By Somali K Chakrabarti
A city with a curious blend of tradition and modernity, Chennai has a rich historical legacy.
Formerly known as Madras, Chennai was a leading urban location and naval base, at the time of the British rule. Madras derives its name from Madrasapattnam, a fishing village located on the Coromandel Coast, where the British East India Company had first built a trading post in 1639, and followed it up with the construction of Fort St. George.
At that time, the weaving of Cotton fabrics was a local industry and the English invited
the weavers and native merchants to settle near the Fort. Businesses flourished on the crowded streets of the province known as George Town.
Here are a few pictures from the yore.
Outskirts of Madras, ca 1851
Prior to the British, the Portugese had arrived in Tamil Nadu in 1522, followed by the Dutch in 1612. In the 17th and 18th centuries, the Coromandel Coast was the scene of rivalries among European powers for control of the India trade. The British eventually won out and established a settlement at Fort St George to serve the British headquarters.
Madras developed rapidly into a flourishing port and the centre of a major British administrative zone. The Madras Presidency was established in the late 18th century.
Coromandel Coast, ca 1861
Customs and Port authority buildings on Beach of Madras, ca 1867
Plate 49 of William Simpson’s ‘India: Ancient and Modern’
Shrines of different faiths existed in Chennai. The Parthasarathy temple at Triplicane is an 8th century Hindu Vaishnavite temple dedicated to Lord Krishna. Lord Krishna is worshipped in the name ‘Parthasarathy‘ in this temple, which in Sanskrit, means ‘charioteer of Arjuna’.
The first church built by the British, St.Mary’s church is the oldest Protestant Church in Asia.
St Mary Church, ca 1851
The Wallajah Mosque, or the Big Mosque was built in 1795, in remembrance of Nawab Wallajah. Constructed with grey granite, without the use of wood and steel the mosque is one of the famous historical mosques in the city.
Big Mosque, ca 1851
With the construction of the railways in late 19th century in Tamil Nadu, the city got connected to many important states and their capitals. Royapuram Railway Station, the first railway station of south India and the oldest surviving railway station of the India was declared open by Governor Lord Harris on June 28, 1856. The first section of the railway line from Royapuram to Arcot (now called Wallajah Road), was opened on 1st July, 1856. The iconic pillared railway station is said to have looked like a Regency Mansion.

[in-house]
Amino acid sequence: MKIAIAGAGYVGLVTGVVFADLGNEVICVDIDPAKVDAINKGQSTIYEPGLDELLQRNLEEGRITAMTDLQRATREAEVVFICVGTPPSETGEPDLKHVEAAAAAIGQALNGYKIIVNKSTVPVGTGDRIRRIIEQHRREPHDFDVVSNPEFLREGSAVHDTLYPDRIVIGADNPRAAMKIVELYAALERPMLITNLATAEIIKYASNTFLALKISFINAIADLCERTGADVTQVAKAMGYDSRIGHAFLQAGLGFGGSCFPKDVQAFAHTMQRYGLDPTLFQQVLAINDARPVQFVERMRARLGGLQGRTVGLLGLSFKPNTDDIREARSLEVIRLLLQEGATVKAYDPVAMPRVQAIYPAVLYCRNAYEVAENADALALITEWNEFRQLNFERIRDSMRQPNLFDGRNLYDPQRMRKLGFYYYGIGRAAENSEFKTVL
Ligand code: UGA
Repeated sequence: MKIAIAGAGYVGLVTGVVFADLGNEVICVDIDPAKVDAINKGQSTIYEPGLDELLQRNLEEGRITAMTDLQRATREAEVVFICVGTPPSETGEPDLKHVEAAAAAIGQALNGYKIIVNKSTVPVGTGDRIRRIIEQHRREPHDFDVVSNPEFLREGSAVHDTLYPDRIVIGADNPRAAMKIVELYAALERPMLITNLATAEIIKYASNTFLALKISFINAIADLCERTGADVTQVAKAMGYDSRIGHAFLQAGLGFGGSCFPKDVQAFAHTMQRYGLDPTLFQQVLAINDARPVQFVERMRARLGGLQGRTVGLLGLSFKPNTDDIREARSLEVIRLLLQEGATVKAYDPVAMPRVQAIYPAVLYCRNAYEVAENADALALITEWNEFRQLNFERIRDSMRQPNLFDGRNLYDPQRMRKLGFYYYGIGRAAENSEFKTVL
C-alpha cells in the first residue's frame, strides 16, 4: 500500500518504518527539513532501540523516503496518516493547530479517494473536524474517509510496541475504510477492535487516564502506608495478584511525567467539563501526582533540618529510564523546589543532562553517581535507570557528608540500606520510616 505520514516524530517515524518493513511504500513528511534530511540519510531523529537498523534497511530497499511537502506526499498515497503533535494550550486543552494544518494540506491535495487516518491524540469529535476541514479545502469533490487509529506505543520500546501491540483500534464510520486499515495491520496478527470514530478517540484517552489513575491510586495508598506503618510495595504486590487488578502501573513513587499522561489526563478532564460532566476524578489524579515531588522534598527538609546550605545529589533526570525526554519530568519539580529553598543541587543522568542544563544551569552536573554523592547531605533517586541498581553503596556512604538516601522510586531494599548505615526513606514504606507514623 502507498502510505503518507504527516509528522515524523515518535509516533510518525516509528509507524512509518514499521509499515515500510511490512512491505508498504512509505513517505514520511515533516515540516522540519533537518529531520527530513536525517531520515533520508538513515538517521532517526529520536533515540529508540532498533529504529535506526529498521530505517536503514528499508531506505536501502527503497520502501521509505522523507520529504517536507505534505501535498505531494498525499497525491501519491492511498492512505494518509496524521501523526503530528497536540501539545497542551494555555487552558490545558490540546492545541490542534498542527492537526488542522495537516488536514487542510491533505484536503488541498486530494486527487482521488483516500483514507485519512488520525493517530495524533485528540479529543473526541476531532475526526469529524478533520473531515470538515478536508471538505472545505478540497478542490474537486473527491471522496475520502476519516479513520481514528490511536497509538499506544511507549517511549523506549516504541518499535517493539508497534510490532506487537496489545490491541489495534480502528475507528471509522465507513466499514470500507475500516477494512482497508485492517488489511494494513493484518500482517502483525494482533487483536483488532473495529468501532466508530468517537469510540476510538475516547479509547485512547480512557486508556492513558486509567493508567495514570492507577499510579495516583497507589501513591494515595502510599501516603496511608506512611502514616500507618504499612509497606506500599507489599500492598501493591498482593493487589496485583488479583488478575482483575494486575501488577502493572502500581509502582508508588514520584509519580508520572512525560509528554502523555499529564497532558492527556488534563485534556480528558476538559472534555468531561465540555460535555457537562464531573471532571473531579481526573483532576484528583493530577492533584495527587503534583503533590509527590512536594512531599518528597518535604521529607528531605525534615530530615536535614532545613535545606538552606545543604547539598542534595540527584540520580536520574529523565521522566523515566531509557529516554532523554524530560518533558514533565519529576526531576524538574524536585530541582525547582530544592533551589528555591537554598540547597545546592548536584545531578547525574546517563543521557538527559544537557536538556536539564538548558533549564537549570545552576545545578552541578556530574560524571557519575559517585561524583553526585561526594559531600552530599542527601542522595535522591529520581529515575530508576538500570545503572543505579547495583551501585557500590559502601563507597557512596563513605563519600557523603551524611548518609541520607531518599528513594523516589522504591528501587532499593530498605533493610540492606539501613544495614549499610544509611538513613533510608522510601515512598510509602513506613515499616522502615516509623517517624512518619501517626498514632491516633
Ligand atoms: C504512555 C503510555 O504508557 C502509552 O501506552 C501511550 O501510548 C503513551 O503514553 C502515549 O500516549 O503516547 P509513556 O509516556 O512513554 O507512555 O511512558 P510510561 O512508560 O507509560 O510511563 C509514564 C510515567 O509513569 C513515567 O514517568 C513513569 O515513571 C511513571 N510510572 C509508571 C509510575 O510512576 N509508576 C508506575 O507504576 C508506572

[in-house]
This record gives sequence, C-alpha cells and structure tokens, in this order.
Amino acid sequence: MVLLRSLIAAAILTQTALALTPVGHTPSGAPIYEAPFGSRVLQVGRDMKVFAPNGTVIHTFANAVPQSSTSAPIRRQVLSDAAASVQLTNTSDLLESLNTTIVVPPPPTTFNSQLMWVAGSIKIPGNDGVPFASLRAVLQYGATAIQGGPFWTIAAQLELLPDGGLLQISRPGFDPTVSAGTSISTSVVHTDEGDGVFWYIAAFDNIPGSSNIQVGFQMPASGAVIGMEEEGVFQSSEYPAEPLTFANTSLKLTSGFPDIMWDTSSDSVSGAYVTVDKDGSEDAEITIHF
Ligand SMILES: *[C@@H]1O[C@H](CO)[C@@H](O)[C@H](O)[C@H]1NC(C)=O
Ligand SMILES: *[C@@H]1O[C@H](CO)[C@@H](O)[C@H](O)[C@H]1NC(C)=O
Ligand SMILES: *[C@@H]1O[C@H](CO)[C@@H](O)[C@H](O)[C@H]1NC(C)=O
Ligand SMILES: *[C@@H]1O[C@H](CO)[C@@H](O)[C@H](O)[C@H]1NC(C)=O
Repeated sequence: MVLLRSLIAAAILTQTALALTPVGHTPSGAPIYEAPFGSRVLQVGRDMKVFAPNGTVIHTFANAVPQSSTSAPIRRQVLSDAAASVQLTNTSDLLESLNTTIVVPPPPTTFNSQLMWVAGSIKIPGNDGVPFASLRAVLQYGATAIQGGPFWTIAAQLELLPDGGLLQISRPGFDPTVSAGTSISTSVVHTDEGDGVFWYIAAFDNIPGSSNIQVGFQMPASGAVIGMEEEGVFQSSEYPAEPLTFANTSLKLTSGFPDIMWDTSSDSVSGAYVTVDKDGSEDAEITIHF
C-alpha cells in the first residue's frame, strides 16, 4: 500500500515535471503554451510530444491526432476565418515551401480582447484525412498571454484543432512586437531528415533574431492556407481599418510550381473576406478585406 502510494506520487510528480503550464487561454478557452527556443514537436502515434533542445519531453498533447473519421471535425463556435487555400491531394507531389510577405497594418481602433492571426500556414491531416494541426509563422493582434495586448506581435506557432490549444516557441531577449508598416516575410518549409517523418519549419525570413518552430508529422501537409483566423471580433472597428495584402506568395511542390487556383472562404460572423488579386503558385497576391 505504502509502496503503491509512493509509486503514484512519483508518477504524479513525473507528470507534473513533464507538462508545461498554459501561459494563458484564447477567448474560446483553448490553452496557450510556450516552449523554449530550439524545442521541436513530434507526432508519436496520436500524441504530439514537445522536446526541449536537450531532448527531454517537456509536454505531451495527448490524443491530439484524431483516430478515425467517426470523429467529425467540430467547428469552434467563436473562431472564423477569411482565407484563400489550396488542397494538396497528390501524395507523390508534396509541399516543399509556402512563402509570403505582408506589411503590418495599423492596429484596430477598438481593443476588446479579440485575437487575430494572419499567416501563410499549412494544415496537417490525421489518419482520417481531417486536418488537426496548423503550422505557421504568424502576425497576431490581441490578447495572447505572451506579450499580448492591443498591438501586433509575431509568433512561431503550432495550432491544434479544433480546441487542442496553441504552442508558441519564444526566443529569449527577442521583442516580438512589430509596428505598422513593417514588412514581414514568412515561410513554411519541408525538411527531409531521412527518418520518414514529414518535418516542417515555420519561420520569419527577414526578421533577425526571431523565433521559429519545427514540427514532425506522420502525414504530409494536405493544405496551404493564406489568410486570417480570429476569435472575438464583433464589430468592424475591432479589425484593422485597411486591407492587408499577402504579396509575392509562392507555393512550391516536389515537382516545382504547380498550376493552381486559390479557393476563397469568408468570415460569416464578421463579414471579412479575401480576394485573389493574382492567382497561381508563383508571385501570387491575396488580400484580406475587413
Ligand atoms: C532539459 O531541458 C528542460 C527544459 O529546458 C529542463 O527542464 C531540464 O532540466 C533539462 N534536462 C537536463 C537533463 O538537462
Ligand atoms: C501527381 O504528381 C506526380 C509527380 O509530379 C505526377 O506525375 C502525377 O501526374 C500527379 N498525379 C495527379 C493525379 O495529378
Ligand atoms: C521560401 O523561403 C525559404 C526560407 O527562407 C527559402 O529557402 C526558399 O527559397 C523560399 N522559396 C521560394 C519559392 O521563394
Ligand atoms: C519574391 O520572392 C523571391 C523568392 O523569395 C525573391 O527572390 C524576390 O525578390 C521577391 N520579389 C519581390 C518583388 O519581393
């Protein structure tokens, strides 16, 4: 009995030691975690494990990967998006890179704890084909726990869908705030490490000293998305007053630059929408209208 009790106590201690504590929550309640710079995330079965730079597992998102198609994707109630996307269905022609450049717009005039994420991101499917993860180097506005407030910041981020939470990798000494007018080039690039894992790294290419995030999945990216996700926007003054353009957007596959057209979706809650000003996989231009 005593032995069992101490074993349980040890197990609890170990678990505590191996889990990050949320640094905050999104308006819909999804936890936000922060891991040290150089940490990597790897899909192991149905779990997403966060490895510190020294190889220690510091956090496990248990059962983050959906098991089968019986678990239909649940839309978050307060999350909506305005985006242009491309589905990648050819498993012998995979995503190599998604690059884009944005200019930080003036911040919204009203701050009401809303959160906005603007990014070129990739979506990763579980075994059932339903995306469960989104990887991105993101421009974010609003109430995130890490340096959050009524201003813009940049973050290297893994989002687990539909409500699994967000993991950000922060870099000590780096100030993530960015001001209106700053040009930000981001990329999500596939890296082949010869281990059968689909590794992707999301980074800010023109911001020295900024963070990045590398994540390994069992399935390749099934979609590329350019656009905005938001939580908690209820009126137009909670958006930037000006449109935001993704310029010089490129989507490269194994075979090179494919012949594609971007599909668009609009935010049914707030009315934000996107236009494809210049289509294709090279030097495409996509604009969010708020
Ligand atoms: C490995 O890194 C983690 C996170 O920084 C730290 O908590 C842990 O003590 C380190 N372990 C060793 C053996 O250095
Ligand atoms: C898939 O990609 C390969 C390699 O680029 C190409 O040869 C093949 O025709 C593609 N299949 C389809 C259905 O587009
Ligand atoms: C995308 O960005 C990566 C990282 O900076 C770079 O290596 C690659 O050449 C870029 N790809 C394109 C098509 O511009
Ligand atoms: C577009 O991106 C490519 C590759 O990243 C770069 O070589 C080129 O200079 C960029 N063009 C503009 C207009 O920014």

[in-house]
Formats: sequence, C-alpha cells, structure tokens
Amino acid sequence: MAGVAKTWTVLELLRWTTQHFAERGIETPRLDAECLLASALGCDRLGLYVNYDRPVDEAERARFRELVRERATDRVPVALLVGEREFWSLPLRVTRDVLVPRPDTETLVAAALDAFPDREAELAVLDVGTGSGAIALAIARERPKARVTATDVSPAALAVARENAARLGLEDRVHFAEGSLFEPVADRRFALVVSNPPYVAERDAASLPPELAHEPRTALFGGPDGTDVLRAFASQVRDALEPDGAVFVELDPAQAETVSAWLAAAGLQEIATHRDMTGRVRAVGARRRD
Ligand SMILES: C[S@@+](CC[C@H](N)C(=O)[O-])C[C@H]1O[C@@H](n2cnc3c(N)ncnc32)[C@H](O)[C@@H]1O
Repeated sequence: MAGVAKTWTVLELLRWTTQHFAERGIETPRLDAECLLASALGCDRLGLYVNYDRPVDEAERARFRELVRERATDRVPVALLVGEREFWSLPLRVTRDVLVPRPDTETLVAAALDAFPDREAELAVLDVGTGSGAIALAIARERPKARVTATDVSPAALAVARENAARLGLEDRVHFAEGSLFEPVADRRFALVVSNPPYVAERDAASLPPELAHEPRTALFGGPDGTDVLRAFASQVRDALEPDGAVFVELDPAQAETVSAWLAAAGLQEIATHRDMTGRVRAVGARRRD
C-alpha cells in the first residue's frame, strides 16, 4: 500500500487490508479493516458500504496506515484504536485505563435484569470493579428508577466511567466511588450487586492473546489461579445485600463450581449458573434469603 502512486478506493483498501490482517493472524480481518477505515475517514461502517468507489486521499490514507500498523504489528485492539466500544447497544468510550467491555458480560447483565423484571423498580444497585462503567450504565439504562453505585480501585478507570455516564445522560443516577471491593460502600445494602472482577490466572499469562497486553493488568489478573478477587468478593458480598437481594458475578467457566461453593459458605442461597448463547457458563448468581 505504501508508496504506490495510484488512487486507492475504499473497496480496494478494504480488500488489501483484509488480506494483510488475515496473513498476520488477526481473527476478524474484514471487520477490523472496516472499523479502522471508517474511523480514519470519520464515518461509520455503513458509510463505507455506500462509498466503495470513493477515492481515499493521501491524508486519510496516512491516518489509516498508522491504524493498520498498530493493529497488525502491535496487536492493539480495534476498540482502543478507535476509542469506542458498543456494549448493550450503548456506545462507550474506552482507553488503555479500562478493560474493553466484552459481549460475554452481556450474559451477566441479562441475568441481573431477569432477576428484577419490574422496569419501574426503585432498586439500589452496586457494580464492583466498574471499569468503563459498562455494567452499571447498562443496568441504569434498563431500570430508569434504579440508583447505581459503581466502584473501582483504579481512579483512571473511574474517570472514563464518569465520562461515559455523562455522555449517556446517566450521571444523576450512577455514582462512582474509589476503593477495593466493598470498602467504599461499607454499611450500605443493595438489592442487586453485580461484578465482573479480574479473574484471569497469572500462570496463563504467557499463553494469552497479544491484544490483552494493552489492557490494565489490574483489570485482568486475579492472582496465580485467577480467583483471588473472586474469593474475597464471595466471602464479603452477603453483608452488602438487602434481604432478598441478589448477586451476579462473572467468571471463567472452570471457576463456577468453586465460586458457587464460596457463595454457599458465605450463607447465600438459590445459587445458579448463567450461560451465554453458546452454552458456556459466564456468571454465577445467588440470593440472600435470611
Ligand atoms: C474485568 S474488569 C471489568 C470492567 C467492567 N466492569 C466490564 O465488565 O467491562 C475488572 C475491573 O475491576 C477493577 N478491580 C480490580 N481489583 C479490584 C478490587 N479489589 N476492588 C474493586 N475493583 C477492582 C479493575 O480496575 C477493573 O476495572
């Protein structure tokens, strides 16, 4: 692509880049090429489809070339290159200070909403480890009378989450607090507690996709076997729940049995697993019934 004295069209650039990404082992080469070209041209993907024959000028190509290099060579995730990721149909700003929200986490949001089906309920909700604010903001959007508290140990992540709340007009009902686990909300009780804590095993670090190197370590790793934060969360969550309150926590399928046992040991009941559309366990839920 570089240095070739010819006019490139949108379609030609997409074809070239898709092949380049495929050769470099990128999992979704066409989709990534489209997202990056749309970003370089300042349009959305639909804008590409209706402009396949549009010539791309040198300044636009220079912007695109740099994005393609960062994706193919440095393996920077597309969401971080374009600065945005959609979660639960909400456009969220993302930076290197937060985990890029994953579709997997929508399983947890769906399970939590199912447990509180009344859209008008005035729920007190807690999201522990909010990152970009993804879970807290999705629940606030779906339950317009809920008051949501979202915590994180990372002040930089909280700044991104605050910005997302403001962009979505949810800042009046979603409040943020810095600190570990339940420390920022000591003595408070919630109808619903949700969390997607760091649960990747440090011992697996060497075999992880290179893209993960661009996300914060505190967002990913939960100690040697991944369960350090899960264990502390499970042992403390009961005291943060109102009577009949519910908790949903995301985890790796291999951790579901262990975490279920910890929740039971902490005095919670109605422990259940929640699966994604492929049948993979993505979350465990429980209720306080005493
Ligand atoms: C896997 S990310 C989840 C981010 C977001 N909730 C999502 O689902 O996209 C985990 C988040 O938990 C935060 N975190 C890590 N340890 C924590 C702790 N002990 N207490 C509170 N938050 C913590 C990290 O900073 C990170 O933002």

Captain Barnett Fort, whose drawing appeared in The Illustrated London News, described the rooms in the Royapuram station as being “very elegant and most superbly furnished with handsome punkahs & c. ~ The South’s first station, The Hindu
Chennai Railway Station, ca 1868
Rare photograph of Royapuram Railway Station by Nicholas & Co, ca 1880
The Adyar Club is a gentleman’s (and woman’s) club that was founded in 1890. Originally started as a Europeans-only club, the Adyar Club started admitting Indians as members in 1960.
A Gentleman in Madras, ca 1870
Adyar Club, ca 1902
Thus, in the 19th century, the city became the seat of the Madras presidency, one of the four divisions of British India. A conservative but relaxed lifestyle marked the city. Madras was also the only Indian city which was attacked during the World War I (1914 – 1918) by the German light cruiser SMS Emden.
Post independence, Madras became the capital city of the State of Tamil Nadu and was rechristened as Chennai in 1998.
Pictures shared by : Mr Abdul Ghaffar (twitter handle: @)
- History Update, Department of History, Stella Maris College
Madras Plate 49, The British Library, Online Gallery
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